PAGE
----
However, not all fans feel negatively towards this picture. Author Charles Barr described Early to Bed as “their simplest film and one of their best[vi],” and William K. Everson said, “Although a lesser Laurel & Hardy, Early to Bed contains good gags, amusing titles, and an interesting variation on the usual relationship between them.[vii]”
Following the film’s original 1928 release, critics and exhibitors were also divided in their opinions:
“Laurel and Hardy have a fairly humorous picture in this one, which undoubtedly would have been better had the attempt not been made to cram it too full of comedy. It is just one knockabout episode after another, with some of them funny and others not so funny. Had the action been cut down to a little more moderate speed and some of the sillier sequences eliminated, the best of the gags would have registered better.” Motion Picture News, 28th July 1928
“Laurel and Hardy – well. That’s enough said. Exhibitors don’t need to be advised how good these babies can be. Here the two Hal Roach funsters have an extremely simple story to work with. Their material when boiled down really amounts to practically nothing. And yet they are funny, get the laughs and strengthen the thought that they are the best comedy team in present-day movies, whether shorts or features. It is all a matter of quality, gentlemen, both in Stan’s and Oliver’s performances, in the clever direction and the good tone of the material. Hardy shows he is a more adept comic than his companion in this one. Laurel seems limited to a vacuous expression and a cry-baby look of injured dignity. On the other hand, Hardy gives evidence of a real roysterer whose moods change rapidly, whose bag of facial expressions, gestures and general comical antics is fuller than Laurel’s. But both are good. Emphatically so. The story only has three characters, the amiable pair and their dog. But it carries an impressive veneer of humor and easily deserves the recommendation: “Good for any house.”” Motion Picture News, 3rd November 1928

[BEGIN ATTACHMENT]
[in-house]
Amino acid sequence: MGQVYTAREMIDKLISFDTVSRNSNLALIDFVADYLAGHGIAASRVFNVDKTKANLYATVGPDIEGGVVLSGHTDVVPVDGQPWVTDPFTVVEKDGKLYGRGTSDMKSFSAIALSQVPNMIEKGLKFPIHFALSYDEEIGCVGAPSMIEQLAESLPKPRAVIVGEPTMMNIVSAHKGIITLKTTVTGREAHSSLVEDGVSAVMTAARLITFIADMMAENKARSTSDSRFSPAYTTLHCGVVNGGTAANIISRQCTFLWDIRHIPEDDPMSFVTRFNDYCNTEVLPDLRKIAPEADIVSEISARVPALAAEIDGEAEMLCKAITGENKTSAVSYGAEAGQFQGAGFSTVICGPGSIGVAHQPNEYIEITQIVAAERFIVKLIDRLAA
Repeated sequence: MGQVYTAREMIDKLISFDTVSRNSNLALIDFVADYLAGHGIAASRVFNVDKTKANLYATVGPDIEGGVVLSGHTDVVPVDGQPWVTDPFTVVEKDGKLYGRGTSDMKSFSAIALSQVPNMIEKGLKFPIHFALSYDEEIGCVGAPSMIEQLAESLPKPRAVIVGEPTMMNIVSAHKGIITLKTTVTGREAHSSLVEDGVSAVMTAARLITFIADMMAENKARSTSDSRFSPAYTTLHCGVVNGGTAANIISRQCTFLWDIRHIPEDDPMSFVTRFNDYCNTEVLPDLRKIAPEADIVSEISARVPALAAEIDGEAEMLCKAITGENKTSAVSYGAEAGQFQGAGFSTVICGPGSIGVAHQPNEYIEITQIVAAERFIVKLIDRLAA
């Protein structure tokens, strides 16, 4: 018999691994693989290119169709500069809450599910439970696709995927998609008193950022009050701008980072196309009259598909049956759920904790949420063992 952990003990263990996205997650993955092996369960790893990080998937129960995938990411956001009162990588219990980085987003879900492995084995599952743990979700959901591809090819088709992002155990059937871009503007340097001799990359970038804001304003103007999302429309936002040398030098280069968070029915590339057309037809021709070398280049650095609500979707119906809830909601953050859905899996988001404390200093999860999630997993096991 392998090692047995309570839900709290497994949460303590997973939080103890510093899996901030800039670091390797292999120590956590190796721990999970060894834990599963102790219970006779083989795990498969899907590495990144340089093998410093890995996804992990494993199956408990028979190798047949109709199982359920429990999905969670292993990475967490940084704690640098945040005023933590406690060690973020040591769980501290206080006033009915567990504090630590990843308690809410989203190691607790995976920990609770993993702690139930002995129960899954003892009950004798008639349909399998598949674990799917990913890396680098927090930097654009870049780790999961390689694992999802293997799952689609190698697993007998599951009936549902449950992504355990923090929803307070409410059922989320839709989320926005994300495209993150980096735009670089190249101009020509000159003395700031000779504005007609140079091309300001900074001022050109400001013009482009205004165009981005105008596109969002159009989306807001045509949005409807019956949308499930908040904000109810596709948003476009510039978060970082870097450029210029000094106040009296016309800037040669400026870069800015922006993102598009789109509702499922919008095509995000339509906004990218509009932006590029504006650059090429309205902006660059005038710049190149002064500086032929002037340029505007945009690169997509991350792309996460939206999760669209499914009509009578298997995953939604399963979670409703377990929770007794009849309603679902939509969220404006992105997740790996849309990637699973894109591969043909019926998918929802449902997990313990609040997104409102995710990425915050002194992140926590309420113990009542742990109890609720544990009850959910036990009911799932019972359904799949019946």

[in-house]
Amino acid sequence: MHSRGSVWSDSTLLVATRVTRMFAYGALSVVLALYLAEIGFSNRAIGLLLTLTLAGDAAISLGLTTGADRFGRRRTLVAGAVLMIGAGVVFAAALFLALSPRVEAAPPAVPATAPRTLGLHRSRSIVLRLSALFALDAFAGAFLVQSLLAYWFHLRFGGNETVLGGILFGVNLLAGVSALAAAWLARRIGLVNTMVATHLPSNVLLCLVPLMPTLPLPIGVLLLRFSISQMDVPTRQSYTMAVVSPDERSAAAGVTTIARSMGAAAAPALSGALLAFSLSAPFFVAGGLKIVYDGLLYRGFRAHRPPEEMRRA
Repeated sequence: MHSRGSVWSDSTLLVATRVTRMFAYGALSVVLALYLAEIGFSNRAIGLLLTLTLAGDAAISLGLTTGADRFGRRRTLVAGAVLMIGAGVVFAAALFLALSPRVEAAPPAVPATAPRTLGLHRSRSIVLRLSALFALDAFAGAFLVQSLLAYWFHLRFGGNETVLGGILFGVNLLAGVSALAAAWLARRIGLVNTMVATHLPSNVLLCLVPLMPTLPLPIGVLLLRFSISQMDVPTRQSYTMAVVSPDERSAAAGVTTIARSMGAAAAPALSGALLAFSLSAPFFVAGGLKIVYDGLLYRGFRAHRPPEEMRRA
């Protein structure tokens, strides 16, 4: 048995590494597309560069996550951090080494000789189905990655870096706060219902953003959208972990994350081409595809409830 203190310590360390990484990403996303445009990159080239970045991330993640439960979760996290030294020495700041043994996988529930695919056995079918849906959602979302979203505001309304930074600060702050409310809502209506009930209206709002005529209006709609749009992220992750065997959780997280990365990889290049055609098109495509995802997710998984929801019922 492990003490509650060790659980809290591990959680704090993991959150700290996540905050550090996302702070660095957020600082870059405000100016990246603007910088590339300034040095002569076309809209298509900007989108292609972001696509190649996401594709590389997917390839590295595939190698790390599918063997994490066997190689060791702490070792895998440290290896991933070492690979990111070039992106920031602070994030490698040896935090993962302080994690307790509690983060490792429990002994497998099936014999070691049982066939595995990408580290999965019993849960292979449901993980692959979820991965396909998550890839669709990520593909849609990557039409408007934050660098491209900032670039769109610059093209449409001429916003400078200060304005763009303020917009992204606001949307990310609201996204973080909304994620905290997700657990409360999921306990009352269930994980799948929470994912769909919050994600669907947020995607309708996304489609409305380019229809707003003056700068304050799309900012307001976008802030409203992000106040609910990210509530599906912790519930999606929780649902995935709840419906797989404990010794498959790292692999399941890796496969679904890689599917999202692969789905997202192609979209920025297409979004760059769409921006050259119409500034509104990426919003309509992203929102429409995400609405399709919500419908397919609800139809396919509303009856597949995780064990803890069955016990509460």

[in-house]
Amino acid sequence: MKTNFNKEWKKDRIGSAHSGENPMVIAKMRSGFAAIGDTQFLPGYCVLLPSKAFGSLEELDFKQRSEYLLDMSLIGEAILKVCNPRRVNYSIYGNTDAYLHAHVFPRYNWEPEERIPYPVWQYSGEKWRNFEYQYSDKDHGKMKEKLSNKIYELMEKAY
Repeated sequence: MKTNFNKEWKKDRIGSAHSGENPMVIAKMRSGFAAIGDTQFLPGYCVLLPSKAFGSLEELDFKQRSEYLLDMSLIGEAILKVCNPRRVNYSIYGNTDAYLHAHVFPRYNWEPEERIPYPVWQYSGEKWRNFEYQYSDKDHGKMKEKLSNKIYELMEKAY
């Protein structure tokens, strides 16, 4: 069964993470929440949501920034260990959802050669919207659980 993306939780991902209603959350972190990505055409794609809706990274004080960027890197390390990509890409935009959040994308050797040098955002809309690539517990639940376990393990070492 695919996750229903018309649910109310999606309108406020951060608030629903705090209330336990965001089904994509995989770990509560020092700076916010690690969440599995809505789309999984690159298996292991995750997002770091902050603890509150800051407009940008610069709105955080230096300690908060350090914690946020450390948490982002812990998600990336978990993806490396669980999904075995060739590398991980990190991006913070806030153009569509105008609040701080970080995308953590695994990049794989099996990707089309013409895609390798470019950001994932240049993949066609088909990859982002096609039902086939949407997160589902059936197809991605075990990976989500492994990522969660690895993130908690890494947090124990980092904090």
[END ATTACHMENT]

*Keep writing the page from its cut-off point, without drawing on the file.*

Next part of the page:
“This should rate as a novelty since these two big time comedians are the only ones in it. Already as expected, M G M has started to capitalize a good thing, but has also started to cheapen these productions. Better watch out or they’ll be rating with Stern Brothers”. Kenwood Theatre, Chicago in Exhibitors Herald and Moving Picture World, 15th December 1928
“Not so good as the usual Laurel-Hardy. Perhaps because it was so dark-dark-DARK!” Screenland Theatre, Nevada in Exhibitors Herald and Moving Picture World, 29th December 1928
Even though the creative decisions behind the production of Early to Bed are now shrouded in the midsts of time, it was the last Laurel and Hardy film in which the boys detoured from their established Stan and Ollie characters. Indeed, Stan became very protective of their distinctive identities and did not want them to be diluted or altered in any way. For instance, he was very apprehensive about the suggestion that they should appear in comic operettas, in costumes other than their trademark derbies and suits, believing it would affect the public’s perception of their screen personas. He need not have worried.
If nothing else, Early to Bed is valuable for proving that the greatest and most endearing attribute that Laurel and Hardy possessed, and the thing that needed to be protected at all cost, was their relationship. It didn’t matter what they wore; all that mattered was that they were united. Two minds, without a single thought.